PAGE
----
ON this day 100 years ago, a gloved Lady Gertrude Denman stood upon three foundation stones and carefully drew a card from her gold cigarette case, announcing the name of Australia’s new capital would be Canberra.
Today, surrounding the same foundation stones, the centenary of Canberra was marked with an official re-enactment ceremony on the lawns of Parliament House.
As dignitaries rolled in, members of the public set up chairs and sat outside the grounds to watch on.
Guests of honour included Governor General Quentin Bryce, Prime Minister Julia Gillard, Minister for Regional Australia, Regional Affairs and Local Government Minister Simon Crean and Chief Minister Katy Gallagher.
Opposition leader Tony Abbott, who was invited to attend but not to speak, made a low-key entrance, slipping in to sit in the audience beside former Governor General Sir William Deane.
In her speech Prime Minister Gillard reflected on how the process of selecting a name for Canberra “was only the beginning.”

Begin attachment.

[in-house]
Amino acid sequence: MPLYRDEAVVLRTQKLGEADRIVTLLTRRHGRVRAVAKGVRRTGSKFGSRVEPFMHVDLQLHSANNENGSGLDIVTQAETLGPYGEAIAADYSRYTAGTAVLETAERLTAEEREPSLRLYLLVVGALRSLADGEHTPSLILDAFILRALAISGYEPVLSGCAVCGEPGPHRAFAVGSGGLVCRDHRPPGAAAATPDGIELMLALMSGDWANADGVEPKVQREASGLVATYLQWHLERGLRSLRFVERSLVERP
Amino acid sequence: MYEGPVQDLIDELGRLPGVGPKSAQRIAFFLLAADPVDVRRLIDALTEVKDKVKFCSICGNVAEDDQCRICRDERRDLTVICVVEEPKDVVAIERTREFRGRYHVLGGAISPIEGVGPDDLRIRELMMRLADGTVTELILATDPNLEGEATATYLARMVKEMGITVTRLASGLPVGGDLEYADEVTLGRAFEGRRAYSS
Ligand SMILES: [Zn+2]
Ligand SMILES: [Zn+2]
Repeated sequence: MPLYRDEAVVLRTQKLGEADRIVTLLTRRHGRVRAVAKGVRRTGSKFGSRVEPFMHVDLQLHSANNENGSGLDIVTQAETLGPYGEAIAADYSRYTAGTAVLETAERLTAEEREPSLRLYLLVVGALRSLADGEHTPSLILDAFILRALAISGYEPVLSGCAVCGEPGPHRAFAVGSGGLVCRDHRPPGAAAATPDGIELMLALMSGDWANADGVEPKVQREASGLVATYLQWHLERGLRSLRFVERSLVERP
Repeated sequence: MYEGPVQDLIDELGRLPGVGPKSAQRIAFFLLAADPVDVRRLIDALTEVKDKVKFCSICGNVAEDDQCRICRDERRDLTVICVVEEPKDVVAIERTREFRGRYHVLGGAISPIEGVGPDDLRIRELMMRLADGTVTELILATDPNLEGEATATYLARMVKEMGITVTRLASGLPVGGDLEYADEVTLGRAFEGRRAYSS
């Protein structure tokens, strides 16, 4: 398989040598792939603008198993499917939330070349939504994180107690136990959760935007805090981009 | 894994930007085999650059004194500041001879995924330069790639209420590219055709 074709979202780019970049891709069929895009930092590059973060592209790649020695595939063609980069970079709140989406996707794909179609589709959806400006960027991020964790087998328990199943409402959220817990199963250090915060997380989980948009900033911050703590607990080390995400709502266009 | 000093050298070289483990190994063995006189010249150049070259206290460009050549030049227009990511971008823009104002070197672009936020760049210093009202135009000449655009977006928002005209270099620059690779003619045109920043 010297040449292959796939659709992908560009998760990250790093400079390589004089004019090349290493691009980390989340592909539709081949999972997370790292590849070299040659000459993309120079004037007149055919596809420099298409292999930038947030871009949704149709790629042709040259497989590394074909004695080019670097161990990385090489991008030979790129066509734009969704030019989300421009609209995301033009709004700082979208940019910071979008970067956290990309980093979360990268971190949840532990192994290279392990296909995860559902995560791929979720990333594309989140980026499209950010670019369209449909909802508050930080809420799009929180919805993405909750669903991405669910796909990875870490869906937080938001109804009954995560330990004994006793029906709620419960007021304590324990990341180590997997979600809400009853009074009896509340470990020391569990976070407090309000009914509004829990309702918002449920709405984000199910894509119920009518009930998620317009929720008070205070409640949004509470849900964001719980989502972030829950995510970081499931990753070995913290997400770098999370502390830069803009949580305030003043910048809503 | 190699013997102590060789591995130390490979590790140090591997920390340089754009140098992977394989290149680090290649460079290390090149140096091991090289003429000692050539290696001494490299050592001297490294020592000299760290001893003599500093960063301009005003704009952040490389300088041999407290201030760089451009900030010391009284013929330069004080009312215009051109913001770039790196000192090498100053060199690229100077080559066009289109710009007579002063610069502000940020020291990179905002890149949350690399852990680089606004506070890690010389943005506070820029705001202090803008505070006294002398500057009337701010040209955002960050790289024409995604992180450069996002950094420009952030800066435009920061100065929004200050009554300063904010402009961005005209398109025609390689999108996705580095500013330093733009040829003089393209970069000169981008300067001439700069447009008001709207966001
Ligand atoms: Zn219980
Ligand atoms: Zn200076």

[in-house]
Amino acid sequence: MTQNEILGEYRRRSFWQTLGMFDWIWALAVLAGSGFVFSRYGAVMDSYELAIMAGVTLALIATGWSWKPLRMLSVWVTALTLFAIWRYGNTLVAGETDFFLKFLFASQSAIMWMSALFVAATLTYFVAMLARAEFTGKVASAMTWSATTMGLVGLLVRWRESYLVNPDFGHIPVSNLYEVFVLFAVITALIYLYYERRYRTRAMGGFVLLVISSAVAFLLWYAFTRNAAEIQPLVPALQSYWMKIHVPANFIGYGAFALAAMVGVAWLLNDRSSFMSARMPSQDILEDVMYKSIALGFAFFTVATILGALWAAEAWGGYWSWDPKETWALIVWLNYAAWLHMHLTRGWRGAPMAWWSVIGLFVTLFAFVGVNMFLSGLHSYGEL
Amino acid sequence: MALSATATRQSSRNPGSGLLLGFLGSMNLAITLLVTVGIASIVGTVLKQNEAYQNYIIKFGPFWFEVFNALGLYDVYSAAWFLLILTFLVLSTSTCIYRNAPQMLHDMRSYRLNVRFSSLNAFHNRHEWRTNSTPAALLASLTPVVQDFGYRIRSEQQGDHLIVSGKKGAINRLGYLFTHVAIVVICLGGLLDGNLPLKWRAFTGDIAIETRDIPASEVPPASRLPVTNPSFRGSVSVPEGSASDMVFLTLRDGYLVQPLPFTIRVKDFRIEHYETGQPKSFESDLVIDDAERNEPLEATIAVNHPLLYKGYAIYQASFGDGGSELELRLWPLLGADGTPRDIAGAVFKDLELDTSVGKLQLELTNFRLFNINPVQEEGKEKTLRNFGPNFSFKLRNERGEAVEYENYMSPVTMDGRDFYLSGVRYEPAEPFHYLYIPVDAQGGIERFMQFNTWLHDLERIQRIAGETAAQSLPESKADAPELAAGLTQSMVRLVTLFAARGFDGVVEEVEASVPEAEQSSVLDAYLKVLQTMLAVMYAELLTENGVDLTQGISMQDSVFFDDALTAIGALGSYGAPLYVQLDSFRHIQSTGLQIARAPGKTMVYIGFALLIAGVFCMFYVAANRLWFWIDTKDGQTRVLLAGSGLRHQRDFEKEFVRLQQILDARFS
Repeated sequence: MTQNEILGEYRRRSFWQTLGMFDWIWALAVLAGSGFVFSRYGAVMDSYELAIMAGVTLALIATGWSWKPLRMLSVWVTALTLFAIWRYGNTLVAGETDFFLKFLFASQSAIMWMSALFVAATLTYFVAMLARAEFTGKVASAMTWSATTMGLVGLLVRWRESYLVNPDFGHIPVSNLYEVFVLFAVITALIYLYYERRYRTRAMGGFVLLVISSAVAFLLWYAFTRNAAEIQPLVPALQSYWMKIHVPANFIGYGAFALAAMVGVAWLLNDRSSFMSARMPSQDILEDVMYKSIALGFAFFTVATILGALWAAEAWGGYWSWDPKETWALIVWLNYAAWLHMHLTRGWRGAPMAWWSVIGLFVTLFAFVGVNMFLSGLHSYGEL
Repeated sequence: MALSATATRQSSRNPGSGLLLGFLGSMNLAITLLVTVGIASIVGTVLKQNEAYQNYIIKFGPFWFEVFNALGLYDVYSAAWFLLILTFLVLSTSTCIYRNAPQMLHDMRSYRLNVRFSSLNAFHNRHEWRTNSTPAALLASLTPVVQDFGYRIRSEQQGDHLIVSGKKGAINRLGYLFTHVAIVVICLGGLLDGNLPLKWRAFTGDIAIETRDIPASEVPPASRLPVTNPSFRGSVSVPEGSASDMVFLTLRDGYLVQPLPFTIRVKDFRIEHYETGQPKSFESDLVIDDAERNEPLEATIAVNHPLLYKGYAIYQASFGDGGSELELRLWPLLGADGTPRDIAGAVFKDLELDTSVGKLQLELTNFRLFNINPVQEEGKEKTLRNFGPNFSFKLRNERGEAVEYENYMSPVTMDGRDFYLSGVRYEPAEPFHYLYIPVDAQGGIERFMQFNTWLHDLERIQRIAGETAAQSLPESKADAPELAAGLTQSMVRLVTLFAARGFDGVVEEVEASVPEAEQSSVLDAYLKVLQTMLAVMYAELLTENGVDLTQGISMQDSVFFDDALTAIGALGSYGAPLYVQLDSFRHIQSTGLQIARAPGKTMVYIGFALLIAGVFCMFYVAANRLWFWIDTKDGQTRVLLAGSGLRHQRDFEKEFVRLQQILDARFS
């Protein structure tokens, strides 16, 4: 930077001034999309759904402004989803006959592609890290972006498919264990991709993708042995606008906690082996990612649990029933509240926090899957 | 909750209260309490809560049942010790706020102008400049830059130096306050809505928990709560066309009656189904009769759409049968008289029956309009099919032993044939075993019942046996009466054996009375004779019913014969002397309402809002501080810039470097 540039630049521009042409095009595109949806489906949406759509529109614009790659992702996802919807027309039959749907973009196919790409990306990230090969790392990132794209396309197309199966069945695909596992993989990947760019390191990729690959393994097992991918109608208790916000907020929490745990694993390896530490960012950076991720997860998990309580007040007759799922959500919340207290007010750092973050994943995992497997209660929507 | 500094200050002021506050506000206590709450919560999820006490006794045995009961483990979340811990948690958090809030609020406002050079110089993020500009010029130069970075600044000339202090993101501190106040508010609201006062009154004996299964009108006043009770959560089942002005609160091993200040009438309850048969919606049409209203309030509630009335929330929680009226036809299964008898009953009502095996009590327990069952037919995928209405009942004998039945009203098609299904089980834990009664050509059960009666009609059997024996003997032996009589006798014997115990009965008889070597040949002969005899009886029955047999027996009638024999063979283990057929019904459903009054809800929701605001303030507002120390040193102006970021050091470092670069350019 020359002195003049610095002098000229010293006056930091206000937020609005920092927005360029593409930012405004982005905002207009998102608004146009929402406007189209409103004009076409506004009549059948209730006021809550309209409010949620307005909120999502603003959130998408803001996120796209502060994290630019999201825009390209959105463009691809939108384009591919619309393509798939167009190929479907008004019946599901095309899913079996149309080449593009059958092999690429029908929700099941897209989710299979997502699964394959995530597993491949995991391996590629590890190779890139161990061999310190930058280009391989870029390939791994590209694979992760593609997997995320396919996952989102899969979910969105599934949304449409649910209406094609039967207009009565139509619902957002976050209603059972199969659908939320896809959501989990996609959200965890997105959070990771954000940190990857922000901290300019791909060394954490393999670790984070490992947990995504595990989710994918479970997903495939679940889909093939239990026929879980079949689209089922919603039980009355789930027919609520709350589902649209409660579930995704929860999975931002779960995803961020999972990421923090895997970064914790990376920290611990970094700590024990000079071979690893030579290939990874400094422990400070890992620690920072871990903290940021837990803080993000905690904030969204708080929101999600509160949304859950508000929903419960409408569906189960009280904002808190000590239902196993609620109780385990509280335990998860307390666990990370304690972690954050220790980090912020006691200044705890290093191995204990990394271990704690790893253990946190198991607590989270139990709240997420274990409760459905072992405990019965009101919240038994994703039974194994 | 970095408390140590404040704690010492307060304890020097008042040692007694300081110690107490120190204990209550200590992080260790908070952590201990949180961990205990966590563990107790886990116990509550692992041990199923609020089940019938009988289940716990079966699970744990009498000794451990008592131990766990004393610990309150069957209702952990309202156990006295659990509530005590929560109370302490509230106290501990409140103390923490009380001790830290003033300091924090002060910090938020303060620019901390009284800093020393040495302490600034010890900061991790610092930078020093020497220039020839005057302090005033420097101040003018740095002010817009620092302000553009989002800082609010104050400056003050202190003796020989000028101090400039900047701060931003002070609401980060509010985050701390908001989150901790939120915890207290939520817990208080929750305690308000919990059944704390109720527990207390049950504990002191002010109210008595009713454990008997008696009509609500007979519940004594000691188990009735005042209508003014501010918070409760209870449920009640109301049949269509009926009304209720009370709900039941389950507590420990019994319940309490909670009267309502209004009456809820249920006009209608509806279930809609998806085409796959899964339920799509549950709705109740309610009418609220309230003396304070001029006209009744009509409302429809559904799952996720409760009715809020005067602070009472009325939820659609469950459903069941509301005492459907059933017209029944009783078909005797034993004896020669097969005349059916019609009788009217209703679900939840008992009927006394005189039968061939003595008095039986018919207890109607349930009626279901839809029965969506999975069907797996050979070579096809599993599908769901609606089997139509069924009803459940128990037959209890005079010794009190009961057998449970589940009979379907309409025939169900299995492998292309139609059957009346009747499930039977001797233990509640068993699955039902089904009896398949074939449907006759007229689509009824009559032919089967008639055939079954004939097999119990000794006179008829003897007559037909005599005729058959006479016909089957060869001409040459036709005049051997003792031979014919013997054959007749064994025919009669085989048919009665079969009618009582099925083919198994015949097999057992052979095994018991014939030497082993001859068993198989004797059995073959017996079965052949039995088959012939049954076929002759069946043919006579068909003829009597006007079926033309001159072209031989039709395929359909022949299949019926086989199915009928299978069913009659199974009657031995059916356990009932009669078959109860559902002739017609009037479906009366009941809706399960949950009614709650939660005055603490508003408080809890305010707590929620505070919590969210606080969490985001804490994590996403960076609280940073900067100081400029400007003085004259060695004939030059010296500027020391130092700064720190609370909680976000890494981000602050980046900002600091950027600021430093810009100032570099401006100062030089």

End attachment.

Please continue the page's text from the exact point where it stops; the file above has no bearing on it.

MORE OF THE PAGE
“The naming of Canberra completed a remarkable quartet of events – the idea, the site, the plan,” she said.
“For the nation, Canberra is our enduring capital. For the world it is a model of urban design and for locals it is simply our much-loved home.”
Ms Bryce recalled how Lord Thomas Denman gave the “best speech of his career” at the ceremony 100 years ago.
“The city of 2013, would surely meet and perhaps surpass, the hopes and expectations of Lord Denman and all those present at its foundation ceremony 100 years ago,” she said.
She said that once the name was chosen, a debate began about how the new capital should be pronounced.
The Governor -General’s husband, Michael Bryce, went on to explain how the debate was settled.
“The pragmatic decision finally reached was that whatever pronunciation Lady Denman used on the day would become the official version,” he said.
“And so it was. On this centenary day, Canberra it remains.”
And in a stark contrast to the alcohol-free ceremony 100 years earlier, glasses of champagne were placed in the hands of each audience member after official proceedings, to raise a toast to the capital.
Photos by Silas Brown.